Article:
Registration is not a prerequisite to a valid copyright, although it is a prerequisite to suit.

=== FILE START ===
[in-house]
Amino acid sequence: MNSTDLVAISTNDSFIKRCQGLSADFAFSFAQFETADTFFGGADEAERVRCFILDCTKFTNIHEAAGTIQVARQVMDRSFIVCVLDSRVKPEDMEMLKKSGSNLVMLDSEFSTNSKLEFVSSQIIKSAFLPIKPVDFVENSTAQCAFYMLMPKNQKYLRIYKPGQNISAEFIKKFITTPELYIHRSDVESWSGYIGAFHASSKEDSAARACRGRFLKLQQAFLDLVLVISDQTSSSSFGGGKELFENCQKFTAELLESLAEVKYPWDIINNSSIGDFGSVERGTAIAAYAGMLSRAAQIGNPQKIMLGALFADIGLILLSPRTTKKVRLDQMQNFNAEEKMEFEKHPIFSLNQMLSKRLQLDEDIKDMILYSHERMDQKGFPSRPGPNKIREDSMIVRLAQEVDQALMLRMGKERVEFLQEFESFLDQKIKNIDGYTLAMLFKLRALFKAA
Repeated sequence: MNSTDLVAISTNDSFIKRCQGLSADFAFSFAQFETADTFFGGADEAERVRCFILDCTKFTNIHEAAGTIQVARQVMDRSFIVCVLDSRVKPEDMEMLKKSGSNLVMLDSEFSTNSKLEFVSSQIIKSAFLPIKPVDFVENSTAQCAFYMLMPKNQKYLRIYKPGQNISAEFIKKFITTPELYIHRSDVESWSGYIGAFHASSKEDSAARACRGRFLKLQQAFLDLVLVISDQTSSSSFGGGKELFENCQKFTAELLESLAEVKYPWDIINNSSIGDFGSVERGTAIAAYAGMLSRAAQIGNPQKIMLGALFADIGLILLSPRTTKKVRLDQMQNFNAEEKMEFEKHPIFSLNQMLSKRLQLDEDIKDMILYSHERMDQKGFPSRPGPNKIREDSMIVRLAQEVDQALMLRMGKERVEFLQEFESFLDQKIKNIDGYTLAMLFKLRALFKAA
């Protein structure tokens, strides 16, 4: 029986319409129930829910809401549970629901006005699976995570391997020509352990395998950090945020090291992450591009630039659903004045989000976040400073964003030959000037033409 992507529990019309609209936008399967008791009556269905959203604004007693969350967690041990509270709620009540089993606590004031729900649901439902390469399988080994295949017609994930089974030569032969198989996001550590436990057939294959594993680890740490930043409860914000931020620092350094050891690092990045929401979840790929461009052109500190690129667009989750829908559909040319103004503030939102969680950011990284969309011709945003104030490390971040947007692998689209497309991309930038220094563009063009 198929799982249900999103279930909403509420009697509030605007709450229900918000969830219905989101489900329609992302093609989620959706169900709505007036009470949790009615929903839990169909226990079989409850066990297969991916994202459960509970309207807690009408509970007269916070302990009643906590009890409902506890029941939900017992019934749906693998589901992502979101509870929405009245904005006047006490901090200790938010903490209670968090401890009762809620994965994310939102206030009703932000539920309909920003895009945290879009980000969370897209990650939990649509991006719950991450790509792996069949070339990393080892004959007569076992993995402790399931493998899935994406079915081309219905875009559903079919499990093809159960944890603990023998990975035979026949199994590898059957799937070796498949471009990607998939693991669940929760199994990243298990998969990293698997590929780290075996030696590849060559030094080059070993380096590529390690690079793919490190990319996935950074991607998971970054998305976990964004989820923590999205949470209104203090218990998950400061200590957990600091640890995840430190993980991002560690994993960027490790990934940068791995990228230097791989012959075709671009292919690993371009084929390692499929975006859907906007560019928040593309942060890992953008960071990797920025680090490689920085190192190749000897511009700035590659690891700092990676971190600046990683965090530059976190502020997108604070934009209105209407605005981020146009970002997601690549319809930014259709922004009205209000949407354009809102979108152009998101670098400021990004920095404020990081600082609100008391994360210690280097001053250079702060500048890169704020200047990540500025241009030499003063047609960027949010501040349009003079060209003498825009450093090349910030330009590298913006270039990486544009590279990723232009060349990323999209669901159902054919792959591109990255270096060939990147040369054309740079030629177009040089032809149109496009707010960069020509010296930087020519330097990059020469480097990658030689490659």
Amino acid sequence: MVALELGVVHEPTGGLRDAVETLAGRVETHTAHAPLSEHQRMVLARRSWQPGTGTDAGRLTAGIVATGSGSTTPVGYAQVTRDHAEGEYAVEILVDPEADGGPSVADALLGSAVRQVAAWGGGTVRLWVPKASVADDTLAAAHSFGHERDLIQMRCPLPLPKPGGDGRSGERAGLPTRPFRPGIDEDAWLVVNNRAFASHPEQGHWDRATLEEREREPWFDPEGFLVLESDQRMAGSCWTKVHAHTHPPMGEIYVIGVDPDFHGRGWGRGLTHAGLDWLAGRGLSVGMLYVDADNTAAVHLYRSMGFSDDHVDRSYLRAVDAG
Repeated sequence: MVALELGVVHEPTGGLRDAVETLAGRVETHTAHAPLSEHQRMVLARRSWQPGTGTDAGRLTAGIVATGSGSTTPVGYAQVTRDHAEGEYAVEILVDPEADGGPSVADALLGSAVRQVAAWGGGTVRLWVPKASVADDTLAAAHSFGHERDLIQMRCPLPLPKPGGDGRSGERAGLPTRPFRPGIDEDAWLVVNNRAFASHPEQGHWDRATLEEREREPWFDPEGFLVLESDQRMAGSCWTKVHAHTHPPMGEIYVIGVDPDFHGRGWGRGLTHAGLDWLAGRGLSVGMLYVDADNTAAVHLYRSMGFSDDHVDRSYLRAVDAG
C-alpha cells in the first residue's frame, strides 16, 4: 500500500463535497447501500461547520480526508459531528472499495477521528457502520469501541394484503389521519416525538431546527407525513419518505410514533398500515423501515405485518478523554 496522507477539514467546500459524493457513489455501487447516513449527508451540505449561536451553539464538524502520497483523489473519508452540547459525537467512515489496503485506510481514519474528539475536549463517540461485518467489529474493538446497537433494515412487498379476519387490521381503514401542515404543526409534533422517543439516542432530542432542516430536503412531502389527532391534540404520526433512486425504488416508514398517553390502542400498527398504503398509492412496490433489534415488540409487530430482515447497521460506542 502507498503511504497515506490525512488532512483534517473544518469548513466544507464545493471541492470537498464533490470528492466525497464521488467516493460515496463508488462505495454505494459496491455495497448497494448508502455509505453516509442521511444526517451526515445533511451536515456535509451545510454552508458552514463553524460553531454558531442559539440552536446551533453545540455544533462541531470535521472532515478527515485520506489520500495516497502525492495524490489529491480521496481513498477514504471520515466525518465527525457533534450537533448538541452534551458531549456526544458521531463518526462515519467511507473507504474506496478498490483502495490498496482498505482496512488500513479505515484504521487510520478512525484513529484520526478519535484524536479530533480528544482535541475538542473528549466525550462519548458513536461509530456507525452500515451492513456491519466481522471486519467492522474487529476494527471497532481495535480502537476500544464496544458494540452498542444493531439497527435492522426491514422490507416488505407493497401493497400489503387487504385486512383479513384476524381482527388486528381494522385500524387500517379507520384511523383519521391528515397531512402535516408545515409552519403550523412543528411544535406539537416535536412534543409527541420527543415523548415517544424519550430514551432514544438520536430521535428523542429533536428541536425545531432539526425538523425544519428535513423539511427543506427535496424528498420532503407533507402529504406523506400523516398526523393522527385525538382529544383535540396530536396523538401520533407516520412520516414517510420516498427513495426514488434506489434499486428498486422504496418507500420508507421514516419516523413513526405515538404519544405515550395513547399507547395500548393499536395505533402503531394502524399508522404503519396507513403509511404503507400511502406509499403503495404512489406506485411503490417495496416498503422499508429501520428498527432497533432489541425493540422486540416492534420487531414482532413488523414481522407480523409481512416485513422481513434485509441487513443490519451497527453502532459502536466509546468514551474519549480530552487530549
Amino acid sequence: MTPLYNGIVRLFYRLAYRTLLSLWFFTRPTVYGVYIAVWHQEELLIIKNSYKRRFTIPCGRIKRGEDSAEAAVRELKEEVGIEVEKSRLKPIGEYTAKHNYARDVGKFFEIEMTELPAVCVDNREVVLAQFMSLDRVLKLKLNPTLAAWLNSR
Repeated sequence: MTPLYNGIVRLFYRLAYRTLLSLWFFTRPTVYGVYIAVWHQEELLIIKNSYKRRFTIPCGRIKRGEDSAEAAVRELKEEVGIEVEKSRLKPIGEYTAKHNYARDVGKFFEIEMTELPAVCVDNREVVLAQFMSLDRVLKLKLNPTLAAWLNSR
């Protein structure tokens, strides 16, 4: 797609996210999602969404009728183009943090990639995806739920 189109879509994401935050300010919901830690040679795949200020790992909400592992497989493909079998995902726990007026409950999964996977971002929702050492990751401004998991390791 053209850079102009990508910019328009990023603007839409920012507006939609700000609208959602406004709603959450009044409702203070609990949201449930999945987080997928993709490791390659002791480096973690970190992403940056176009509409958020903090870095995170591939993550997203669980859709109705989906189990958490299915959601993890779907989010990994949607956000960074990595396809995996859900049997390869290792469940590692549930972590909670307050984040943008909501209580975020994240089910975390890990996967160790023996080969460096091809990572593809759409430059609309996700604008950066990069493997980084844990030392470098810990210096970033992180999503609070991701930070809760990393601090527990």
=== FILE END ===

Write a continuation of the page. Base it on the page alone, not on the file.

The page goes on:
17 U.S.C. §§ 408(a), 411; S.O.S., Inc. v. Payday, Inc., 886 F.2d 1081, 1085 (9th Cir. 1989). Inaccuracies in copyright registration may bar actions for infringement. S.O.S., Inc., 886 F.2d at 1086. However, enforcement of a copyright is precluded only if the inaccuracies were entered with the intent to defraud and the infringing party was prejudiced by such inaccuracies. Id. (citing Harris v. Emus Records Corp., 734 F.2d 1329, 1335 (9th Cir. 1984)). The Copyright Act provides that inaccuracies in the certificate of registration do not invalidate the copyright unless "(A) the inaccurate information was included on the application for copyright registration with knowledge that it was inaccurate; and (B) the inaccuracy of the information, if known, would have caused the Register of Copyrights to refuse registration." 17 U.S.C. § 411(b)(1).